How to Calculate the Radius and Diameter of an Oval

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An oval is also referred to as an ellipse. Because of its oblong shape, the oval features two diameters: the diameter that runs through the shortest part of the oval, or the semi-minor axis, and the diameter that runs through the longest part of the oval, or the semi-major axis. Each axis perpendicularly bisects the other, cutting each other into two equal parts and creating right angles where they meet. There are also two radii, one for each diameter. To calculate the radii and diameters, or axes, of the oval, use the focus points of the oval -- two points that lie equally spaced on the semi-major axis -- and any one point on the perimeter of the oval.

The Semi-Minor Axis

    Measure the distance between one focus point to the point on the oval’s perimeter to determine a. In this example, a will equal 5 cm.

    Measure the distance between the other focus point to that same point on the perimeter to determine b. In this example, b will equal 3 cm.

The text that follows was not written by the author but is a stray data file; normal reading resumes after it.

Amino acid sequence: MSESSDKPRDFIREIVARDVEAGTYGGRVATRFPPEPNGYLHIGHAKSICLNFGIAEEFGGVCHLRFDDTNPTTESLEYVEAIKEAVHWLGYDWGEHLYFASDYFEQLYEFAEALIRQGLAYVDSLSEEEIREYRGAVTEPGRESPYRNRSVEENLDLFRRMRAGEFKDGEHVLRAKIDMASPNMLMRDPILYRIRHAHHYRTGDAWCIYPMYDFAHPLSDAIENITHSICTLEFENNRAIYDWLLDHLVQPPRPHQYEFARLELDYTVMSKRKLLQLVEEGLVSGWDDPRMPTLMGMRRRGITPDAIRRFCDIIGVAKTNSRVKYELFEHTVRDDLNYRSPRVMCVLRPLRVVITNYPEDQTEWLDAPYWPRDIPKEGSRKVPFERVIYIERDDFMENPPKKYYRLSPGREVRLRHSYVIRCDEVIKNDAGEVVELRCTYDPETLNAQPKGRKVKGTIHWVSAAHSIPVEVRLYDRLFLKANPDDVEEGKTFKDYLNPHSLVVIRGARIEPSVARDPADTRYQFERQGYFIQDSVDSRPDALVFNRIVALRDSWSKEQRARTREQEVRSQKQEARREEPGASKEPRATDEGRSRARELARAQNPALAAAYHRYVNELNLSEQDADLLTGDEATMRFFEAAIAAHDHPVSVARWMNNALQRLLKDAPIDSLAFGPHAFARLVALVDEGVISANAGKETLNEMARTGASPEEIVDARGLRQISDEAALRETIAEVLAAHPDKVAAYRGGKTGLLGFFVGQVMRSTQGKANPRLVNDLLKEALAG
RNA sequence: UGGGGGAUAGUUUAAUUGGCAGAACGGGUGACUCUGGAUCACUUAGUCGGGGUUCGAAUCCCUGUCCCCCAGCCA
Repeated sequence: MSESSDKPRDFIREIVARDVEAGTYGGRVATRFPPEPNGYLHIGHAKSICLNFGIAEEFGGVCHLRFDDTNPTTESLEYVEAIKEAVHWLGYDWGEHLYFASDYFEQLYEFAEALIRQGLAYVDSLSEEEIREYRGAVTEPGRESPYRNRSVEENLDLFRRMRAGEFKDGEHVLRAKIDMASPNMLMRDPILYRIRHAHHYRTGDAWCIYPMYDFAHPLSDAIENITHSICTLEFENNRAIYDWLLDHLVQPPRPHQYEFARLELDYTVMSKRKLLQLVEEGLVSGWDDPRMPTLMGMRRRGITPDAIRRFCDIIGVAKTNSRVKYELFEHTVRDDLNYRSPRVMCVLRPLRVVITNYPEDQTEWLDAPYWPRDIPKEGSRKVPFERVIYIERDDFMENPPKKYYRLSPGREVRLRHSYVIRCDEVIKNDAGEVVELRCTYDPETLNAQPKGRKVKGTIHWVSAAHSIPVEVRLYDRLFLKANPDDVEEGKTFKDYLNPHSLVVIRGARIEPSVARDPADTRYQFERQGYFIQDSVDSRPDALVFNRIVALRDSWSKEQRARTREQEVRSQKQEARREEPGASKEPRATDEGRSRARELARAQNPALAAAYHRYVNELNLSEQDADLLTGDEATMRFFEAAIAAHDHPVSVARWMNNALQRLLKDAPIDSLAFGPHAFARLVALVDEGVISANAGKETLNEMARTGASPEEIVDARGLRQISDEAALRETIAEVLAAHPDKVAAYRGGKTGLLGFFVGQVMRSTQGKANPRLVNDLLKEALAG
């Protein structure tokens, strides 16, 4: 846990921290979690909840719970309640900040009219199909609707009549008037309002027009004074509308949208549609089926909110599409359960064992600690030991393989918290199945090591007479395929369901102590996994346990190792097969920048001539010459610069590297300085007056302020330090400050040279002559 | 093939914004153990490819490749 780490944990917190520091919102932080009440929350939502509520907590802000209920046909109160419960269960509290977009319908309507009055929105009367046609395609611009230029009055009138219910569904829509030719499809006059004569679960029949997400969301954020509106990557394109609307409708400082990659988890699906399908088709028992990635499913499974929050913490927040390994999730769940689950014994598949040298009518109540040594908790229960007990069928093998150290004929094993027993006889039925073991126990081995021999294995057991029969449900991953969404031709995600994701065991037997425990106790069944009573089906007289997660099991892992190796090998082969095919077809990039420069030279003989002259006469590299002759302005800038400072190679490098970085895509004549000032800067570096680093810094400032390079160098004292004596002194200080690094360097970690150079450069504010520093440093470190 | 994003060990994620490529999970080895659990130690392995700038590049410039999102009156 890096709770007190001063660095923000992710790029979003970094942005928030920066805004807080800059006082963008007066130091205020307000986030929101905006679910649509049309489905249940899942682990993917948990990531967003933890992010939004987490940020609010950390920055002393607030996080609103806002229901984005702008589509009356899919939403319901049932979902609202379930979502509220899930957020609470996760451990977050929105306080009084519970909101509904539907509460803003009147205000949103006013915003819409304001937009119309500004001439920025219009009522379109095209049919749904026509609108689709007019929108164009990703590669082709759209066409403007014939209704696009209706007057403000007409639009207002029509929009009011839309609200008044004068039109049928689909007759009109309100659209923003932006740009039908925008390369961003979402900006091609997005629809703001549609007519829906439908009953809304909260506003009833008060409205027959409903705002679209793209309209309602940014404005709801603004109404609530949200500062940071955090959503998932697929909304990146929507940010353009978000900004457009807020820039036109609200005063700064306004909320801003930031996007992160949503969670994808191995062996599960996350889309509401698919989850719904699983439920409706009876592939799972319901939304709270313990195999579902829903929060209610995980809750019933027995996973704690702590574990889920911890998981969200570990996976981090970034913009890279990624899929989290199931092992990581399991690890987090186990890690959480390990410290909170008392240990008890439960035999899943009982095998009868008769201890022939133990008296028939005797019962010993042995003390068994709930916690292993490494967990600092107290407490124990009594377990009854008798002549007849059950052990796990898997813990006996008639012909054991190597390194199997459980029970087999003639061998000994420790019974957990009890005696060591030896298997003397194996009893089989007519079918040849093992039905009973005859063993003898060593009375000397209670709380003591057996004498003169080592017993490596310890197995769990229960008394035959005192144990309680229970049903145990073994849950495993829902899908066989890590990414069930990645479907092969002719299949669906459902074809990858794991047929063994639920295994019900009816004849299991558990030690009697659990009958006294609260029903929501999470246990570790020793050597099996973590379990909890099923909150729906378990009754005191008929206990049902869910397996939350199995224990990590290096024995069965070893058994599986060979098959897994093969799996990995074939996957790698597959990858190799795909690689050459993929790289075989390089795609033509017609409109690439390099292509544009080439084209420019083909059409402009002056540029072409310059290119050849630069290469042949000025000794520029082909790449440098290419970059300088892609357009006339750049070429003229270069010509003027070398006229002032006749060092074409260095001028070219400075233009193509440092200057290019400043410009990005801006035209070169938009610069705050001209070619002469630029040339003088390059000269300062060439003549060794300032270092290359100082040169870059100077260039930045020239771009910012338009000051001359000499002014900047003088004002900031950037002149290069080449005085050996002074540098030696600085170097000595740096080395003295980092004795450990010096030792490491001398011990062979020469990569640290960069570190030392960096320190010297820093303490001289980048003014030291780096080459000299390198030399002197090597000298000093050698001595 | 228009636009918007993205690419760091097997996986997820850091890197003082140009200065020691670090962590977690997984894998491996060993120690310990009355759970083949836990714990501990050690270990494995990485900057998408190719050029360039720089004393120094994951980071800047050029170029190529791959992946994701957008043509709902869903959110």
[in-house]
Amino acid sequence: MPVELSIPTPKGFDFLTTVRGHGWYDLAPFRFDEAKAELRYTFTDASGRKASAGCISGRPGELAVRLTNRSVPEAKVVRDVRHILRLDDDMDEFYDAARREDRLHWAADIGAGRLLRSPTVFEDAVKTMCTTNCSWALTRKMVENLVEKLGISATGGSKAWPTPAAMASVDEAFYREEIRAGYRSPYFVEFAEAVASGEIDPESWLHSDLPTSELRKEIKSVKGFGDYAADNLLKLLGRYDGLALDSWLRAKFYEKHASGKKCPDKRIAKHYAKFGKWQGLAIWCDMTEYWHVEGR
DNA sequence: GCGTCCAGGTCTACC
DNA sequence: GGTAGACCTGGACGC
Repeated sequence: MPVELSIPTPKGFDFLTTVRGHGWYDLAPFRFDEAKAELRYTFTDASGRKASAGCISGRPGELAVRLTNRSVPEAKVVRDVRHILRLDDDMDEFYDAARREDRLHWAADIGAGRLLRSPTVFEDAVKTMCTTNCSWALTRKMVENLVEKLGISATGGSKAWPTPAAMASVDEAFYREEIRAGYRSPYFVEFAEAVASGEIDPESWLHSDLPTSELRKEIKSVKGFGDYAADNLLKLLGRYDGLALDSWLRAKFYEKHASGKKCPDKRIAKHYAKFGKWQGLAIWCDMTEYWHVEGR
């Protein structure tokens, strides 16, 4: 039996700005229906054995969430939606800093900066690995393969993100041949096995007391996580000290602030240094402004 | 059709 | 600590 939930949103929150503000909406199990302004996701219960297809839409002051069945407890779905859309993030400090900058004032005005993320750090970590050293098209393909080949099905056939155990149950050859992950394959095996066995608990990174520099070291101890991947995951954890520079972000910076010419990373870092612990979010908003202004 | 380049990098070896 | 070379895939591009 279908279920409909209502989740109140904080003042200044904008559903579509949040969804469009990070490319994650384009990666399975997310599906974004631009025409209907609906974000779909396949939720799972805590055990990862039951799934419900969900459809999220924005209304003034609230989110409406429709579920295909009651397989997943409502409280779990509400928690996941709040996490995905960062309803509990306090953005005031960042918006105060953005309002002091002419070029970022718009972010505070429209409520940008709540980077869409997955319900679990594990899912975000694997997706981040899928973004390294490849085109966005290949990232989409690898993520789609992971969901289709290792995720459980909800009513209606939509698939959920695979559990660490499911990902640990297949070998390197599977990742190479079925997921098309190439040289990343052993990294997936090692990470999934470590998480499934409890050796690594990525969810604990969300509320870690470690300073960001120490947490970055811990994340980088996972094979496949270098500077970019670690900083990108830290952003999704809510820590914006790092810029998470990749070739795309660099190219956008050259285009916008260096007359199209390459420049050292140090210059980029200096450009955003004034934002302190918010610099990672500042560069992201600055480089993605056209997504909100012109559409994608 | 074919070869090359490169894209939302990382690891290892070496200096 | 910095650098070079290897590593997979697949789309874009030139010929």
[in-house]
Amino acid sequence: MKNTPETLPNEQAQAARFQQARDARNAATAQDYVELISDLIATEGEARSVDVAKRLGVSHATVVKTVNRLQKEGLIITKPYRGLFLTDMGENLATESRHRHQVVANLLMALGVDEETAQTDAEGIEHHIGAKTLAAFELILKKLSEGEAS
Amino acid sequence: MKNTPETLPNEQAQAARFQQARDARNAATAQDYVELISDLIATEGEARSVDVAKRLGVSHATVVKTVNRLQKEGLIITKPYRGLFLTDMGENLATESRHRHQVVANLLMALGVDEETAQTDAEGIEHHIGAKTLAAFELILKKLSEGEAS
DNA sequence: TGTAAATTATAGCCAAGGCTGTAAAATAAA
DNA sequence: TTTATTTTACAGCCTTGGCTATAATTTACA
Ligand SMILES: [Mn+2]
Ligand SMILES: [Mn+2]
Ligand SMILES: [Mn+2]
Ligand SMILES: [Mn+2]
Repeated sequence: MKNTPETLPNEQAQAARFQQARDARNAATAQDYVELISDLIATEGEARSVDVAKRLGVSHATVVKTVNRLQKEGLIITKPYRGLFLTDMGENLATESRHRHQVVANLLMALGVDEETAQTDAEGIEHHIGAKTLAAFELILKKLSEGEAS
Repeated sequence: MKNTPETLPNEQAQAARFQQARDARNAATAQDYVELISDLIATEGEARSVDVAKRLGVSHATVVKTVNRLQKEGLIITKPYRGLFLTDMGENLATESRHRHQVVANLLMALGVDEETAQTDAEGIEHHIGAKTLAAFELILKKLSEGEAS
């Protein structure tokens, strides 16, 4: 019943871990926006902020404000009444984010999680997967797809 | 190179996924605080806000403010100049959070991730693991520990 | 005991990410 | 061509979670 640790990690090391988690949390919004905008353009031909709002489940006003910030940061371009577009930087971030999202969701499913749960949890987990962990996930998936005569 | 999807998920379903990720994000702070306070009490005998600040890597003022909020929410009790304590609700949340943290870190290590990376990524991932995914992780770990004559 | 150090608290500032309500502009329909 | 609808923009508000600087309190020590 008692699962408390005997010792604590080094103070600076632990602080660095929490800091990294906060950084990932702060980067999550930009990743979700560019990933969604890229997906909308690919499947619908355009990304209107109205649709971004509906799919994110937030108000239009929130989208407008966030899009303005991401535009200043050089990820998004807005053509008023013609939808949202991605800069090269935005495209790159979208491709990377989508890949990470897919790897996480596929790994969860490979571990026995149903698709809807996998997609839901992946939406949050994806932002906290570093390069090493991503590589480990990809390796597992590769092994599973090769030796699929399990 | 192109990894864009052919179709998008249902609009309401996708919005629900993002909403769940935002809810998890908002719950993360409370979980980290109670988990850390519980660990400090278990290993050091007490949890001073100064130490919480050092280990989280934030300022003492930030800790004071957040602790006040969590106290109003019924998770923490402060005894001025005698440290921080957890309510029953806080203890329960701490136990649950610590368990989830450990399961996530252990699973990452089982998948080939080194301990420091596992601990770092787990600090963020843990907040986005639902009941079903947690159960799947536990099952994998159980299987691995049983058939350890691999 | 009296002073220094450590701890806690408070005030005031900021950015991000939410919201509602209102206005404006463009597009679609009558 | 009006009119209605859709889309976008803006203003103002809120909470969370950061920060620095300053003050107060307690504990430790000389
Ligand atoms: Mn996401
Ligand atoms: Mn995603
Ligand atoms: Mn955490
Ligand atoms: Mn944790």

Add a and b together and square the sum. For example, 5 cm plus 3 cm equals 8 cm, and 8 cm squared equals 64 cm^2.

    Measure the distance between the two focus points to figure out f; square the result. In this example, f equals 5 cm, and 5 cm squared equals 25 cm^2.

    Subtract the sum in step four from the sum in step three. For example, 64 cm^2 minus 25 cm^2 equals 39 cm^2.

    Calculate the square root of the sum from step five. For example, the square root of 39 equals 6.245, rounded to the nearest thousandth. Therefore, the semi-minor axis, or shortest diameter, is 6.245 cm.

    Divide the semi-minor axis measurement in half to figure its radius. For example, 6.245 cm divided by two equals 3.122 cm.

The Semi-Major Axis

    Repeat the measuring process from the previous section to figure out a and b. In this example, we'll use the same numbers: 5 cm and 3 cm.

    Add a and b together. The result is the semi-major axis. For example, 5 cm plus 3 cm equals 8 cm, so the semi-major axis is 8 cm.

    Halve the result from step one to figure the radius. Eight divided by two equals four, so the other radius is 4 cm.

References

About the Author

Based in Royal Oak, Mich., Christine Wheatley has been writing professionally since 2009. She contributes to several websites, specializing in articles about fitness, diet and parenting. Wheatley has a Bachelor of Arts in art from Calvin College.

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